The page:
Bricia Weir shares in her husbands success
Mon, 02 Mar 2009 23:12:48
But no golfer does it all himself. On Weir's vast support team, the most visible member is his friend and caddy Brennan Little. But there are personal trainers, therapists, a swing coach, equipment guy, a good-thoughts guru, agents, you name it. That's life in golf's big leagues these days.
Most valuable part of his team, though, was outside the ropes, on tiptoes at times, trying to catch a glimpse of the action or, occasionally, her husband's eye. Weir's wife Bricia, born in Southeast Los Angeles, one of this crazy town's less affluent areas, flew in Sunday morning from their Utah home for the coronation, however tenuous Maruyama made it at times.
"This is my hometown. That's why I'm so excited. I've got so many friends out here with me, even one of my favourite high-school teachers,'' she said.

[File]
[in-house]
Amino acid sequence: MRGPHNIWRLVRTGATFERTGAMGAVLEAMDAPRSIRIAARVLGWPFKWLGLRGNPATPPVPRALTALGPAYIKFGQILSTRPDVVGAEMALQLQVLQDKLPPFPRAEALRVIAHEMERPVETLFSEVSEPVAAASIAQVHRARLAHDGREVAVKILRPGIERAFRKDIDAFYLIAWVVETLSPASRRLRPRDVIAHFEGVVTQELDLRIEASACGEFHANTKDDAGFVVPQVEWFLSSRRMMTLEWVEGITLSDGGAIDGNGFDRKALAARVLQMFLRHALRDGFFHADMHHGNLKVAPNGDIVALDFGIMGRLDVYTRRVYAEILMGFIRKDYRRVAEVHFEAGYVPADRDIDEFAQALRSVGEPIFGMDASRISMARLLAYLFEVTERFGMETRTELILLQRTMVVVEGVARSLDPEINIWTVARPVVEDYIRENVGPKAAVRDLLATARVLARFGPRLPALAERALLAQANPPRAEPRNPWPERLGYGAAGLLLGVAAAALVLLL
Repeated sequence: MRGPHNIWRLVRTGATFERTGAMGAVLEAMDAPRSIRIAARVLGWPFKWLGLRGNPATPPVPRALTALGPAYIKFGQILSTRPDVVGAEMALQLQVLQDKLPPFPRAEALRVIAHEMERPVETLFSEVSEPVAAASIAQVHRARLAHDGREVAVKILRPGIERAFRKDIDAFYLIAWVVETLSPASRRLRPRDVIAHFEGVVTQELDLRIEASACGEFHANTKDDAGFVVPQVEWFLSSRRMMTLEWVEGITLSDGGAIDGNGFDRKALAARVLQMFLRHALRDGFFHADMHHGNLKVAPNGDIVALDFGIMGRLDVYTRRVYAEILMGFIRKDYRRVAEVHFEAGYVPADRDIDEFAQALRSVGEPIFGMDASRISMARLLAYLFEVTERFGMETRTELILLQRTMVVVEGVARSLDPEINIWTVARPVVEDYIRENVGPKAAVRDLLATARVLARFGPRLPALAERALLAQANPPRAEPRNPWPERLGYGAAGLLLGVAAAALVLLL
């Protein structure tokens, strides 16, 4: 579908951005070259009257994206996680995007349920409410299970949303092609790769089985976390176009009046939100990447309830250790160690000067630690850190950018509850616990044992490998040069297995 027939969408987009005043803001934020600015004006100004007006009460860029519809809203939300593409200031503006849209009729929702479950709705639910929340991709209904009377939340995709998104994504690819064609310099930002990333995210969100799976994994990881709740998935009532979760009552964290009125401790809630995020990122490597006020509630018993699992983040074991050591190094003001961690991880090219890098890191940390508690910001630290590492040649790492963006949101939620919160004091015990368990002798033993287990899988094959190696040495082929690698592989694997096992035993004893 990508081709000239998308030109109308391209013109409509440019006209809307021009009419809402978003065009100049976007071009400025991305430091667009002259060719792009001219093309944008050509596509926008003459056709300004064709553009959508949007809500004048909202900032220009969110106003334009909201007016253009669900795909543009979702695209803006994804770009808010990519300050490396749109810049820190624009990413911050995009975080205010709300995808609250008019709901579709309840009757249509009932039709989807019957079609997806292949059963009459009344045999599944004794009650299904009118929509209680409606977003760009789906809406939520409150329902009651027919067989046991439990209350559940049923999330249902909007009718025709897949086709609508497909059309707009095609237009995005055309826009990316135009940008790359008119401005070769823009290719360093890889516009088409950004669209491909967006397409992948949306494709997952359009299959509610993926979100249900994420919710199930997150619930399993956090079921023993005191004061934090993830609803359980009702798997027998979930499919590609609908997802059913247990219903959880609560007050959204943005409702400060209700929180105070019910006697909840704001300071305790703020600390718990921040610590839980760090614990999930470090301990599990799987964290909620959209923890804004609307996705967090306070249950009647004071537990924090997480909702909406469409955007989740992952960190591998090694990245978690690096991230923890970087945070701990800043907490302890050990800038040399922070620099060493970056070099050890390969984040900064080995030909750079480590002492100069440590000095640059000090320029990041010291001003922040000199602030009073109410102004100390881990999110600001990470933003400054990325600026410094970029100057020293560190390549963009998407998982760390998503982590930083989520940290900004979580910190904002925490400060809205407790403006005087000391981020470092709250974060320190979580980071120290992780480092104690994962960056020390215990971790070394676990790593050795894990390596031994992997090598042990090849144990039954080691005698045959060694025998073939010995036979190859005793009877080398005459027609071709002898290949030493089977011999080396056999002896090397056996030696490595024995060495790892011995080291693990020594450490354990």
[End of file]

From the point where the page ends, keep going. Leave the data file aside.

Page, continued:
Just as he did on the Saturday last year at the Masters, when he felt a win coming on, Weir wanted Bricia here. She wanted to share in it, too, because much of his success is hers, too.
"Yes, I do feel that way,'' Bricia Weir, 33, said as she walked the Riviera. "I've been there since the beginning, when we couldn't afford a caddy and I had to carry the bag. Mike has worked so hard to get where he is. But we're a team. We've come a long way together.
"My personal growth is not based on his success. I've made a lot of sacrifices in my life and he understands that.''
This is a part of sports in this new century, too.
Athletic careers last only so long and between child rearing and the travel demands of professional athletes, few athletes' wives can pursue their own career at the same time their husbands' big-money career window is open.
Bricia, who earned a degree from Brigham Young University in social work, spent five years in child protection services before becoming a full-time mother - one who still finds time to ski and to train for marathons, L.A. last year and Salt Lake City this year.
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